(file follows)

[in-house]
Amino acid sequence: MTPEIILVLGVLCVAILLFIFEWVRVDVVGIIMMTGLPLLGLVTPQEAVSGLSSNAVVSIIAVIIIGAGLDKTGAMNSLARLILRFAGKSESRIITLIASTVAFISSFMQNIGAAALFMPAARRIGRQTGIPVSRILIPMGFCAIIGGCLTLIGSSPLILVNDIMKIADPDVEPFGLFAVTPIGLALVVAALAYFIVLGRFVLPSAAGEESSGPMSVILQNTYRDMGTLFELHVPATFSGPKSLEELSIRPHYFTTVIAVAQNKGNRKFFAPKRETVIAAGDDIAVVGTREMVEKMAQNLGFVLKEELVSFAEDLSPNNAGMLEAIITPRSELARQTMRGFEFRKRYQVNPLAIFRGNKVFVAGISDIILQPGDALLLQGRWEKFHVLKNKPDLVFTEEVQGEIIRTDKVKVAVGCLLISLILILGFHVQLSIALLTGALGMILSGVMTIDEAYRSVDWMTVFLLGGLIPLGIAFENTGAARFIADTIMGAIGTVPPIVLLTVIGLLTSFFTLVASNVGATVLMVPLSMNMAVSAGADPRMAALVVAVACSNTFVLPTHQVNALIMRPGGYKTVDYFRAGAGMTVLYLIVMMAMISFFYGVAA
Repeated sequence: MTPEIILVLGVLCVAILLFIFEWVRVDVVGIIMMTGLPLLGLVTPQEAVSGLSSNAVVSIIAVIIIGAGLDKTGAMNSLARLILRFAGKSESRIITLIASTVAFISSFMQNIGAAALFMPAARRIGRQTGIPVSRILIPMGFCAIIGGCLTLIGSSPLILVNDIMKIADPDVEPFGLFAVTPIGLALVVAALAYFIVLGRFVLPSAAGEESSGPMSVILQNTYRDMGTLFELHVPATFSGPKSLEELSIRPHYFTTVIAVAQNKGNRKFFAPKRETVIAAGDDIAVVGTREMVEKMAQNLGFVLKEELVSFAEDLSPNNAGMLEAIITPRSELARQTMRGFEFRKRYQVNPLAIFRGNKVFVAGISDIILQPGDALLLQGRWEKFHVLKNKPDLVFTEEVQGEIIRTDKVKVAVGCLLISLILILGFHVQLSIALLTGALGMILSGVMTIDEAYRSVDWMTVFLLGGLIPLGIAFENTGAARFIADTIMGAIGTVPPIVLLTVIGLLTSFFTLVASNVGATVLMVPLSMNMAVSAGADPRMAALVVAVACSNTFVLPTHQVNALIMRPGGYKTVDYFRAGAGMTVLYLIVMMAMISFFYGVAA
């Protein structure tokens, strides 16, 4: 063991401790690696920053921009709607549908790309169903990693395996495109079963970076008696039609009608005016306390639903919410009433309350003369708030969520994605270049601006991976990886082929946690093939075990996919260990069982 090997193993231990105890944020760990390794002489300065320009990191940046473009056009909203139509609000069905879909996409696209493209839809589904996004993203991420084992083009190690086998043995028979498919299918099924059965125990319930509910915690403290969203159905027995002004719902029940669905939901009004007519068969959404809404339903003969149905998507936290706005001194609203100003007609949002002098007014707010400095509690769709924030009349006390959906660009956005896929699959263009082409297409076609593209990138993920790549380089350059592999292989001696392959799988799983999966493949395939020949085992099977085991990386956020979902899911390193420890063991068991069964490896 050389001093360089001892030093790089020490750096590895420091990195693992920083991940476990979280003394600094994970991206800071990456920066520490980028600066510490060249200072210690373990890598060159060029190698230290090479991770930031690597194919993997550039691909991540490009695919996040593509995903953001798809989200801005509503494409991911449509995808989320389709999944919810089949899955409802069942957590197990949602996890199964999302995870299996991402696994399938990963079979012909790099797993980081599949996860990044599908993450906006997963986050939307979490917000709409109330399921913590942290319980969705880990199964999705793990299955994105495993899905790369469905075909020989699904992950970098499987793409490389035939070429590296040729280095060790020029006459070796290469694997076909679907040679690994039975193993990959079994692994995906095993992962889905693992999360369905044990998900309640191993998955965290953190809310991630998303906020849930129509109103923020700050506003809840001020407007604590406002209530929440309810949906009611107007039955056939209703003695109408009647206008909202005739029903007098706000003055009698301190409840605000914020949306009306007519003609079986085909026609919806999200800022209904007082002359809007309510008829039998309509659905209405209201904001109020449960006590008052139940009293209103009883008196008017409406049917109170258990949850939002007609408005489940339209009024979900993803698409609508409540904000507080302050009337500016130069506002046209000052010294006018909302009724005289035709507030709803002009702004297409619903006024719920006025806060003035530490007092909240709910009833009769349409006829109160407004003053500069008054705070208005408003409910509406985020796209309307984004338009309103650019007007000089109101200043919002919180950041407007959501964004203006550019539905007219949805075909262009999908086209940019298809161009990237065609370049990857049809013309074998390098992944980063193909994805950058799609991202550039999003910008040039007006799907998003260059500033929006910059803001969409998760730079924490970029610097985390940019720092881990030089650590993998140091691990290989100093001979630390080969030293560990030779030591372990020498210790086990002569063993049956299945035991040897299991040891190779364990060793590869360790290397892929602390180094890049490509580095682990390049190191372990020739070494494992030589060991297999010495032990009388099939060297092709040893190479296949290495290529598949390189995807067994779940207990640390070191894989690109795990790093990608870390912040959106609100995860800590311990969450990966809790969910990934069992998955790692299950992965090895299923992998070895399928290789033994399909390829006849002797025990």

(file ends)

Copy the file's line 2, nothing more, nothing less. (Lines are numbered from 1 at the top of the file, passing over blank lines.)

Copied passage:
Amino acid sequence: MTPEIILVLGVLCVAILLFIFEWVRVDVVGIIMMTGLPLLGLVTPQEAVSGLSSNAVVSIIAVIIIGAGLDKTGAMNSLARLILRFAGKSESRIITLIASTVAFISSFMQNIGAAALFMPAARRIGRQTGIPVSRILIPMGFCAIIGGCLTLIGSSPLILVNDIMKIADPDVEPFGLFAVTPIGLALVVAALAYFIVLGRFVLPSAAGEESSGPMSVILQNTYRDMGTLFELHVPATFSGPKSLEELSIRPHYFTTVIAVAQNKGNRKFFAPKRETVIAAGDDIAVVGTREMVEKMAQNLGFVLKEELVSFAEDLSPNNAGMLEAIITPRSELARQTMRGFEFRKRYQVNPLAIFRGNKVFVAGISDIILQPGDALLLQGRWEKFHVLKNKPDLVFTEEVQGEIIRTDKVKVAVGCLLISLILILGFHVQLSIALLTGALGMILSGVMTIDEAYRSVDWMTVFLLGGLIPLGIAFENTGAARFIADTIMGAIGTVPPIVLLTVIGLLTSFFTLVASNVGATVLMVPLSMNMAVSAGADPRMAALVVAVACSNTFVLPTHQVNALIMRPGGYKTVDYFRAGAGMTVLYLIVMMAMISFFYGVAA